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High Availability and Scalability

19.1 Replication:

Replication enables data from one MySQL database server (the master) to be replicated to one or more MySQL database servers (the slaves). Replication is asynchronous – slaves need not be connected permanently to receive updates from the master. Depending on the configuration, you can replicate all databases, selected databases, or even selected tables within a database.

The target uses for replication in MySQL include:

Scale-out solutions – spreading the load among multiple slaves to improve performance. In this environment, all writes and updates must take place on the master server. Reads, however, may take place on one or more slaves. This model can improve the performance of writes (since the master is dedicated to updates), while dramatically increasing read speed across an increasing number of slaves.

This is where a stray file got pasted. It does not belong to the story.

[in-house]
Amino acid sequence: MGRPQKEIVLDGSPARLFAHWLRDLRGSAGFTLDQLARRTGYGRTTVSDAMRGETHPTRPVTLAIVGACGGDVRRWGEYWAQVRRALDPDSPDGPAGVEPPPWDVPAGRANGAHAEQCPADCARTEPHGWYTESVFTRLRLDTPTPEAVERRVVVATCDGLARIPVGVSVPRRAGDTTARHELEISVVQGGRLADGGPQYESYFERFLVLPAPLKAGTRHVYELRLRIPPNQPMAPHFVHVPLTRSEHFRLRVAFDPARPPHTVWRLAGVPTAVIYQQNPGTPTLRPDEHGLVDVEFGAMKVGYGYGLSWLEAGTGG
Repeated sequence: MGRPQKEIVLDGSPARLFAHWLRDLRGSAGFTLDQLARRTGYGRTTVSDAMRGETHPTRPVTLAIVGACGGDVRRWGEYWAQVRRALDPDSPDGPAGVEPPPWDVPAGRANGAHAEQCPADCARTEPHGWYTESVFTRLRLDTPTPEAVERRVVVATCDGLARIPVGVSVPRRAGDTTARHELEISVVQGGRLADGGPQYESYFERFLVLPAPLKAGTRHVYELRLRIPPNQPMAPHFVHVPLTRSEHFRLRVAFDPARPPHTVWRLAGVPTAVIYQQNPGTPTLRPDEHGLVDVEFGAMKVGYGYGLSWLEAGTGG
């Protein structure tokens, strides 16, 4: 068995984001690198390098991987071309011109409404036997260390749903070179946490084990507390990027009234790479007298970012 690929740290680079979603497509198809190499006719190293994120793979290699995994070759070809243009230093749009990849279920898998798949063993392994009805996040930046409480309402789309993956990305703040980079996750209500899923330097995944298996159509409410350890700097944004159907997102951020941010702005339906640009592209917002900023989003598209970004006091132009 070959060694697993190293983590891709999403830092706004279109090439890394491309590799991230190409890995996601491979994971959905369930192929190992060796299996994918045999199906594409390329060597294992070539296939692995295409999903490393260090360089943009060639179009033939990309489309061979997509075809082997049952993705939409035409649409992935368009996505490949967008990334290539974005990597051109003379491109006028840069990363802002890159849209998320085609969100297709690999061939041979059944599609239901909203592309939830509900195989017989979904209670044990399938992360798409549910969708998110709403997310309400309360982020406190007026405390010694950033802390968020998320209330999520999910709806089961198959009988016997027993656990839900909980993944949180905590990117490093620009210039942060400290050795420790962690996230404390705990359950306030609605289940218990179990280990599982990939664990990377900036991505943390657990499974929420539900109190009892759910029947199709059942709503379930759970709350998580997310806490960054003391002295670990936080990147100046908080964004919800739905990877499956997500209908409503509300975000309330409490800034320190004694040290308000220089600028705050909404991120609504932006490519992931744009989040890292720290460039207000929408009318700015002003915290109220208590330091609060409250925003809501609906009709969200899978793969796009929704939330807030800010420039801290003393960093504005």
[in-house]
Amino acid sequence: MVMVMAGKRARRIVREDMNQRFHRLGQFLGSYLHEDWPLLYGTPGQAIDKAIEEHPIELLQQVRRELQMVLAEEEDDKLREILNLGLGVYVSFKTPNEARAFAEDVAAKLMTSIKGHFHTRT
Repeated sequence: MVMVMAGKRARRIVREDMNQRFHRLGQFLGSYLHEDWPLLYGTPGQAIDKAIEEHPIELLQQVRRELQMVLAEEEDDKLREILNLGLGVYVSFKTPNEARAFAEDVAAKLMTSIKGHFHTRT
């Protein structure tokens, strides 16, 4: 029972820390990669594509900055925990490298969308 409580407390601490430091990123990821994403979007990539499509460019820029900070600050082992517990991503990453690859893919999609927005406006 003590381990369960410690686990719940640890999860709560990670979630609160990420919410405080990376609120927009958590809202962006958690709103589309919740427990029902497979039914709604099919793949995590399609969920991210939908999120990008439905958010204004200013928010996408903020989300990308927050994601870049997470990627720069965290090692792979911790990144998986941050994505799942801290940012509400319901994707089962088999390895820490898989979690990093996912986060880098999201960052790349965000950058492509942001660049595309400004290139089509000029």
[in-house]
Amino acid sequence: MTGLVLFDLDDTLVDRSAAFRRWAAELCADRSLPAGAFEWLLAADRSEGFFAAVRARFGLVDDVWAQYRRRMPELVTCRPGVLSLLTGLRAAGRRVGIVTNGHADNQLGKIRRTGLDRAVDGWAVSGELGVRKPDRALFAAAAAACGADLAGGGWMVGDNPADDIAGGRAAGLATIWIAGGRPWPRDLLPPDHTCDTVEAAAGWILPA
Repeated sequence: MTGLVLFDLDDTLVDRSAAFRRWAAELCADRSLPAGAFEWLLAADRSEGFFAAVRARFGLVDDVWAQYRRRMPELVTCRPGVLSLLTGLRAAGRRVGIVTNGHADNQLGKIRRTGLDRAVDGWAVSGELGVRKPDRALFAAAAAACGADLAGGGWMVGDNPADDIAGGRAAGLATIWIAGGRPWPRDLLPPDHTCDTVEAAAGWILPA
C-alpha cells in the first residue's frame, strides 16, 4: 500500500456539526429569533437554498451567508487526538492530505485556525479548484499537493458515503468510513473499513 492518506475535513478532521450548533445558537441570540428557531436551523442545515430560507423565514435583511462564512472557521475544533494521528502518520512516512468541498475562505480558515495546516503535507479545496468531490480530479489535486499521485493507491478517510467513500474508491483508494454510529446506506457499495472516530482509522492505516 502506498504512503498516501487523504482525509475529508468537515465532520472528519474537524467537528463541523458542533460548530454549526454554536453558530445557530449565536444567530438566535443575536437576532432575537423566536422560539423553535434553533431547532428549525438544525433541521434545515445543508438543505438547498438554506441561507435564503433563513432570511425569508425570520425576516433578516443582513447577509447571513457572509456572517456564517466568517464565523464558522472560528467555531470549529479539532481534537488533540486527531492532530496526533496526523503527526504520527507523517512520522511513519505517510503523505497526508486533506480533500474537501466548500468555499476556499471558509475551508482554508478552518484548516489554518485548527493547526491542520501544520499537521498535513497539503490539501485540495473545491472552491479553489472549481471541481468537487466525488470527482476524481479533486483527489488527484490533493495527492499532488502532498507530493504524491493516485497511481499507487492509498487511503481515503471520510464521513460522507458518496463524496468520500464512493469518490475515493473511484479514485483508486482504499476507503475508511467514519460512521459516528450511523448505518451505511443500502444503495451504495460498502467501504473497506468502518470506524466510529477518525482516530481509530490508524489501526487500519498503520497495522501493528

Data security – because data is replicated to the slave, and the slave can pause the replication process, it is possible to run backup services on the slave without corrupting the corresponding master data.

 

Analytics – live data can be created on the master, while the analysis of the information can take place on the slave without affecting the performance of the master.

Replication in MySQL features support for one-way, asynchronous replication, in which one server acts as the master, while one or more other servers act as slaves. This is in contrast to the synchronous replication which is a characteristic of MySQL Cluster.

 

Advantages:

  1. It makes backing up the database easier and safer.